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108,000 work permits issued for Syrian refugees since onset of crisis

By Ana V. Ibáñez Prieto - Aug 13,2018 - Last updated at Aug 13,2018

In February 2017, work permits for Syrians residing in camps within Jordan began to be issued in coordination with the Directorate of Syrian Refugee Affairs, UNHCR and the ILO (File photo)

AMMAN — The Ministry of Labour has issued over 108,000 permits for Syrian refugees since the beginning of the crisis, Syrian Refugees Department Officer Ammar Kalbani said on Monday, highlighting the government’s efforts to further regulate the status of Syrian workers after pledging to create 200,000 jobs for refugees at the Supporting Syria and the Region conference held in London in February 2016. 

During the conference, which was held by the UN in cooperation with the governments of the UK, Germany, Kuwait and Norway, the Kingdom received pledges to support the National Response Plan to the Syrian refugee crisis, which resulted on the signing of the 2016 EU relaxed rules of origin for Jordanian exports to Europe. 

“Accordingly, the Ministry of Labour decided to enact a series of measures that would later contribute to the implementation of its undertakings during the conference,” Kalbani said, noting that the measures included the amendment of a number of regulations and instructions related to the issuance of work permits for Syrians. 

Kalbani's remarks came during a roundtable discussion held by Tamkeen Fields for Aid on the situation of Syrian refugees in the Jordanian labour market, which saw the attendance of representatives of the Ministry of Labour, the Social Security Corporation, the International Labour Organisation (ILO), UNHCR and several labour unions.
“In February 2017, work permits for Syrians residing in camps within Jordan began to be issued in coordination with the Directorate of Syrian Refugee Affairs, UNHCR and the ILO, and operation and coordination offices were set up inside the camps of Zaatari and Azraq for this purpose,” Kalbani pointed out, in addition, the Ministry of Labour started to issue temporary work permits valid for a period of less than six months in accordance with the “Cash for Work” Syrian employment programme.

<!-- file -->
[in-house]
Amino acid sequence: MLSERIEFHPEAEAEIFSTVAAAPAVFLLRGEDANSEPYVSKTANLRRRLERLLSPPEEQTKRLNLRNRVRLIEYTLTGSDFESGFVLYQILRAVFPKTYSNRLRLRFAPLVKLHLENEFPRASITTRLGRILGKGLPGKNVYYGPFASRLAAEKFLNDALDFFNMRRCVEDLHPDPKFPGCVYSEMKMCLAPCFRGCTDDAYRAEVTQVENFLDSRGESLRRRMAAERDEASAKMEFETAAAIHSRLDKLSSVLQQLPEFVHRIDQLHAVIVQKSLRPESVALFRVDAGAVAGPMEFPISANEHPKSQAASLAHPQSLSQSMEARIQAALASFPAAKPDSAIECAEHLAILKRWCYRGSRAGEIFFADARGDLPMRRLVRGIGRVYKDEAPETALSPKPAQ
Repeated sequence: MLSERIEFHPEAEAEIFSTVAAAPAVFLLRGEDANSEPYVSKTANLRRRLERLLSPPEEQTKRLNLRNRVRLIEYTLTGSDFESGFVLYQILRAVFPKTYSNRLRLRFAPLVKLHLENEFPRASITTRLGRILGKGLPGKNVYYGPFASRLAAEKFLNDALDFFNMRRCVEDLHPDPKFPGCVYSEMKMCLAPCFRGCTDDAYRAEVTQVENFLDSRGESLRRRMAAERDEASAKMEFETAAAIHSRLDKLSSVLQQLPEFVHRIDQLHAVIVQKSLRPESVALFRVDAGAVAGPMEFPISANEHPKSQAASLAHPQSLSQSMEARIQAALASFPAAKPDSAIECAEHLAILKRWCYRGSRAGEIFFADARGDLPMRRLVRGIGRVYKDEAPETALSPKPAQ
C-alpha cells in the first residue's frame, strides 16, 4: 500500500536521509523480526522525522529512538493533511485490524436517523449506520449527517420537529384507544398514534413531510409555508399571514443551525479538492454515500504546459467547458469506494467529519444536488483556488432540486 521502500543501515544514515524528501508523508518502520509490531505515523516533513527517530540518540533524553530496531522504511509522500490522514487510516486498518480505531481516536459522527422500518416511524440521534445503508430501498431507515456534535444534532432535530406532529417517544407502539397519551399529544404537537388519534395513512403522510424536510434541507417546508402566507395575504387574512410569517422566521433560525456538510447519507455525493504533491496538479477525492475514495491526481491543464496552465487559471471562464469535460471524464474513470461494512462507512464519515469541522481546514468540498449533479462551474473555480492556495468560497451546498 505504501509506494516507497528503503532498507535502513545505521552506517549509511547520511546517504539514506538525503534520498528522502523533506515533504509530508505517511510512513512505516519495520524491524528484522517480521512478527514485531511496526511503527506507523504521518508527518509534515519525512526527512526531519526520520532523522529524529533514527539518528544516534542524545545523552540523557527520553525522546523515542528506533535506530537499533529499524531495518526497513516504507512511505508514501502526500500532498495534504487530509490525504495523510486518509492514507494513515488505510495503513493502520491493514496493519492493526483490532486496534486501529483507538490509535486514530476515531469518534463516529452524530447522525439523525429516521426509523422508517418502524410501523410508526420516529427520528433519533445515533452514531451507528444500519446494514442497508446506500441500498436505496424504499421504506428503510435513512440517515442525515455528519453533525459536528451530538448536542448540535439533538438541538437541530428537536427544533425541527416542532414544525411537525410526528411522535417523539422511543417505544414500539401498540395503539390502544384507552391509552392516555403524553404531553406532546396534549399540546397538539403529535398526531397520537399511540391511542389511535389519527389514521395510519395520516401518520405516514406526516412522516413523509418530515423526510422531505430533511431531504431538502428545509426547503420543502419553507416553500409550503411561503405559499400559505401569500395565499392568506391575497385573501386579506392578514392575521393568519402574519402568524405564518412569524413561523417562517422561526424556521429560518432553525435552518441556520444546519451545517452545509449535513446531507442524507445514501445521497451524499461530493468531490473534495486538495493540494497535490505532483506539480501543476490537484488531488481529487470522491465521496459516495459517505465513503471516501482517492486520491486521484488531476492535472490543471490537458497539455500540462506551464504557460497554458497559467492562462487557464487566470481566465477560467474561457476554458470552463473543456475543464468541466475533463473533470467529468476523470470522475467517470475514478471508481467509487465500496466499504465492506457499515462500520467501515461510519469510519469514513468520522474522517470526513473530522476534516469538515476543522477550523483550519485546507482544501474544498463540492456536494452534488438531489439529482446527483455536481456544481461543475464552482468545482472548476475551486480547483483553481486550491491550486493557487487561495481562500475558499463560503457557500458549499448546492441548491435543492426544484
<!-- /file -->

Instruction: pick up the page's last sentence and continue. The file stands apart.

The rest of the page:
“Starting from June 2017, a new list of open professions for Syrians was published to allow Syrians to work in the manufacturing sector,” Kalbani continued, stressing that “this provided them with more employment opportunities in the industrial sector while increasing the number of factories benefitting from the 2016 EU relaxed rules of origin”.

Similarly, on November 2017, the Ministry of Labour introduced a new package of exceptions targeted at Syrian refugees, which included the issuance of flexible work permits for specific sectors, the permission to move from one sector to another without a clearance form in cases in which the permit was expired and the ability to move to another employer without a release form. 

“While these decisions enabled Syrians to join the labour market, they were issued with such a rapid speed that it caused confusion among employers and workers at the labour directorates,” Tamkeen Director Linda Al Kalash commented, noting that “this whirlwind of successive decisions resulted in neither the worker, nor the employer or even the employee at the directorate to understand the process of issuing permits.” 

Concerning the number of permits issued since the beginning of the crisis, the expert noted that “the available figures do not really reflect the number of Syrians currently employed in the labour market”, explaining that “the multiple entry visa issued for Syrian refugees with first degree relatives in Jordan requires them to have a work permit, which drives Syrians wishing to travel out of Jordan to issue flexible working permits while not being employed”.

According to data obtained by Tamkeen, the number of active work permits for Syrians in Jordan stood at 40,000 at the end of March this year, indicating that “the number of work permits issued by the ministry does not reflect the nature of the work that Syrians are performing in our labour market, nor the actual number of refugees actively working in Jordan”. 

Commenting on the working conditions experienced by Syrian refugees, Kalash highlighted that “many workers are deprived of their wages after finishing their work in a certain project or they are only given a part of the salary that was previously agreed upon”.

“Although employers are required to include all of their employees under the social security umbrella, many workers are not included, with the same thing being applied to health insurance,” she added, stressing that “most Syrian employees are not granted their annual leave nor their sick leaves and workers have even reported that deductions are made from their salaries in the event they are absent from work due to illness or similar reasons”.

“Sometimes, employees are forced to sign contracts that completely contradict what was previously agreed upon and they are not provided with a copy of the document,” the expert pointed out, warning that “in addition to this, workers are also exposed to many other violations including the denial of overtime wages, verbal abuse and threats”. 

Organised in cooperation with the Swiss Agency for Development and Cooperation, the remainder of the discussion revolved around the Jordanian state's obligations towards the refugee crisis after the donor conference held in 2016, the impact of the influx of Syrian refugees on the Jordanian labour market, and the strategies to “turn the challenge into an opportunity”, according to organisers. 

A new study on the situation of Syrian workers within the Jordanian labour market will soon be issued by Tamkeen, according to Kalash. 

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